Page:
A hundred percent. And it’s another generational conversation. How many of Gen Zs have a checkbook? Even if your firm is older, your clients are not going to be older or at least not for much longer. And check is just a technology that outside of, I think small businesses is dying. You’re using an obsolete payment method. 


Zack Glaser (24:33): 

And I say that as somebody who just got back from living in South Dakota for two years and rural South Dakota for two years. We did do checks a lot there, but my clients didn’t. I still didn’t, and I didn’t like paying with the check when I was there. It was inconvenient for me. I don’t know where my checkbook is right now. 


Jennifer Sherman (24:50): 

I haven’t ordered new checks in over a decade. I think I’m down to the last few. I’m very stingy about who gets a check because I don’t remember how to get anymore. 


Zack Glaser (24:59): 

No, no, absolutely. And so I think that’s definitely something to think about. So yeah, we’re kind of getting to the end of the time we have for the episode, but one of the things I want to bring up is that obviously we’re talking about holistic technology here across the board for your law firm. The reason we’re talking about that with you and with Caret is because Caret is a holistic soup to nuts intake to billing sort of platform that can get most everything that you need. It is a comprehensive platform here for law practice management for small, medium, large law firms. We’re talking about this from a large law firm perspective as well, but you can use this Caret from a smaller firm. You can automate documents. I mean, just the level of stuff that one can automate in something like Caret is huge. So where can people find out more about Caret and learn more about what you guys have?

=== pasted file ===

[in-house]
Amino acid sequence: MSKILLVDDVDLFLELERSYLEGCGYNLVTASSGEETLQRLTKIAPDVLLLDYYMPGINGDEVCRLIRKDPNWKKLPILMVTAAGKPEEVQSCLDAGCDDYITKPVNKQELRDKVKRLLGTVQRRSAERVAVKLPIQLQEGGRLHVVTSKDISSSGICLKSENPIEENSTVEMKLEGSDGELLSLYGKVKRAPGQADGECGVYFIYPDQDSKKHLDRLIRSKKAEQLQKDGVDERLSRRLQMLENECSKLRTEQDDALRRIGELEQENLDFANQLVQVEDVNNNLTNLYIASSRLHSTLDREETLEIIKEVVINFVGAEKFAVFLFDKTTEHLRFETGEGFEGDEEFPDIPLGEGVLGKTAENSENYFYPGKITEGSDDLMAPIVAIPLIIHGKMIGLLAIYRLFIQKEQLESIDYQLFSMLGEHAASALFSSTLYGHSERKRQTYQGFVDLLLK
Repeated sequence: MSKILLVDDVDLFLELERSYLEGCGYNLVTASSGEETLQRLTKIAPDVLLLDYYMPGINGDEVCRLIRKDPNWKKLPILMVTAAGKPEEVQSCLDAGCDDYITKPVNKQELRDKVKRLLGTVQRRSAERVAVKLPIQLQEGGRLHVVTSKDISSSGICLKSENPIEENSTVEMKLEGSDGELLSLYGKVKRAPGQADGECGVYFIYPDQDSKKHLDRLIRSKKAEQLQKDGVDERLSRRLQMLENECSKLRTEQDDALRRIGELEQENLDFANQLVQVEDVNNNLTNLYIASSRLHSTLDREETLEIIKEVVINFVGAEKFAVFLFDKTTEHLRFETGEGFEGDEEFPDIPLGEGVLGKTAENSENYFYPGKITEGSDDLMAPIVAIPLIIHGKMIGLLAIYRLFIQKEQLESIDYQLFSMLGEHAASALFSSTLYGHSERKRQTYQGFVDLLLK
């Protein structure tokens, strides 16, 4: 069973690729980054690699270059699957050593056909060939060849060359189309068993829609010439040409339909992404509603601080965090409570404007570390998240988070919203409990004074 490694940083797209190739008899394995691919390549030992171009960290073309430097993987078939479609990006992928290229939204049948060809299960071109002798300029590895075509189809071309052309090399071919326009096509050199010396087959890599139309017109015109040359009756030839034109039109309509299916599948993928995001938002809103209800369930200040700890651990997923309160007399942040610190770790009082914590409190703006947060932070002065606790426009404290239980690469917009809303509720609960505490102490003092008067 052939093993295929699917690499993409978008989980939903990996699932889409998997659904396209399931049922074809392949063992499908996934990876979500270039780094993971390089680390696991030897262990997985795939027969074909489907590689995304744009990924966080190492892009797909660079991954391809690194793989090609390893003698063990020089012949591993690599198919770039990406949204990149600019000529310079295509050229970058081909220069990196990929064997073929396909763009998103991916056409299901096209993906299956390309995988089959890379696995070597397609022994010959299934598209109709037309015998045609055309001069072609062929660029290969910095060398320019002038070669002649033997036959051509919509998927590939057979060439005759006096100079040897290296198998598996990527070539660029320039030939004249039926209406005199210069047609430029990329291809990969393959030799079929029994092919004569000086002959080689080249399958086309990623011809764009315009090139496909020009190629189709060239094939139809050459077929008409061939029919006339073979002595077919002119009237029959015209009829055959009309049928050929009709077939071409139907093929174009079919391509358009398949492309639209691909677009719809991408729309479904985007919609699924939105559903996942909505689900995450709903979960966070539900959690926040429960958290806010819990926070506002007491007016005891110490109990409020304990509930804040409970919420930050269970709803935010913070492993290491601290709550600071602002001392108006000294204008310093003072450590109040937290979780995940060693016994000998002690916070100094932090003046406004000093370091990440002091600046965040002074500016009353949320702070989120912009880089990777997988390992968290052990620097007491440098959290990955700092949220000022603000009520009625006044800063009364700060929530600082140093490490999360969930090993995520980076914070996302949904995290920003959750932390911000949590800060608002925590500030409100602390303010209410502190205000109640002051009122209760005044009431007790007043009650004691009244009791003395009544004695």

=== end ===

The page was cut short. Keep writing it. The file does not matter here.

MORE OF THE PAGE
Jennifer Sherman (25:59): 

Absolutely. They can go to get Caret.com or Caret legal.com. Caret legal.com will describe our practice management solution. As you said, soup to nuts, everything from your intake and your CRM functions through your matter management calendar, email timecards, all of the workflows that you need to go through to get through all work by practice area, as well as back office, invoicing, accounting, payables, you name it. We also have assets, as you mentioned in the document automation space. I don’t know if folks know this, but Caret owns Hot Docs, which is probably the premier document automation solution that’s also integrated into Kara Legal, so you can automate generation of contracts for your clients. So all of that and more is available@getCaret.com. We look forward to seeing you there.